Romano-Byzantine bowl with the triumph of Constantius II, 4th century, State Hermitage Museum, St Petersburg


A larger image of this Romano-Byzantine bowl with the triumph of Constantius II, 4th century, State Hermitage Museum, St Petersburg

This silver dish was a diplomatic gift from the Byzantine Emperor to a representative of the Bosporan government. In this fine example of the early Byzantine art traditional Classical themes are combined with a new artistic style. The vessel shows a composition typical of Roman coins: the Emperor on horseback is piercing the enemy with a spear. The rider was usually accompanied by one or several warriors and Nike crowning the winner. In contrast to the Classical composition showing the final scene of a battle, here we see the scene of triumph: Emperor Constantius II sits on a horse, triumphantly raising his spear. To emphasize the Emperor's highest rank and divine power, the artist used special pictorial devices including, for example, the distortion of proportions. The images were produced by a chisel. Part of the ornamentation is nielloed. The outer surface is gilded and a loop is soldered onto it.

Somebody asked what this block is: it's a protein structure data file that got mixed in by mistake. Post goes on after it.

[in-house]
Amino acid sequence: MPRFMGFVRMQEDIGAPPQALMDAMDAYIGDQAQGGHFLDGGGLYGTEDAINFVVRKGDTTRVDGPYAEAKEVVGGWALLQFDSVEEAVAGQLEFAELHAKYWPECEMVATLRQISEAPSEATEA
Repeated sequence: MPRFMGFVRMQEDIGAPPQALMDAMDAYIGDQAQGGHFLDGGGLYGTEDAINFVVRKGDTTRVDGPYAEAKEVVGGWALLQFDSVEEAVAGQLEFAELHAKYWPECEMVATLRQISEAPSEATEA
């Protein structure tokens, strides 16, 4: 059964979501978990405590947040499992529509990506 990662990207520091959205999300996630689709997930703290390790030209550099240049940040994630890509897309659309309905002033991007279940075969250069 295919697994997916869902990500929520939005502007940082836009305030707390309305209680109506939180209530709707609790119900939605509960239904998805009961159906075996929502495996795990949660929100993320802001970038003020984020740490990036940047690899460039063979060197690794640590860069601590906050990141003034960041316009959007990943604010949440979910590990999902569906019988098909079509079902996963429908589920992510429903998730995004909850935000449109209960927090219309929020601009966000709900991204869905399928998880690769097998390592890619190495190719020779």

Title: Bowl: the triumph of Constantius II
Place: Eastern Mediterranean
Date: 4th century
Found: Bosporan Necropolis, vault on the Gordikov estate. Near Kerch, the crypt in the North-Eastern Slope of Mount Mithridates, 1891
Material: silver
Technique: gilded and nielloed
Dimensions: diameter 24.9 cm; height 3.9 cm
Acquisition date: Entered the Hermitage in 1891; transferred from the Imperial Archaeological Commission; purchased from E. Zaporozhsky
Inventory Number: 1820-79
Source: State Hermitage Museum, St Petersburg



See also a Romano-Byzantine soldier in the Roman Virgil, Vatican MS Vat. lat. 3867, fol. 74v, 5th century
Other Byzantine Illustrations of Costume and Soldiers
Other Ancient Illustrations of Costume and Soldiers





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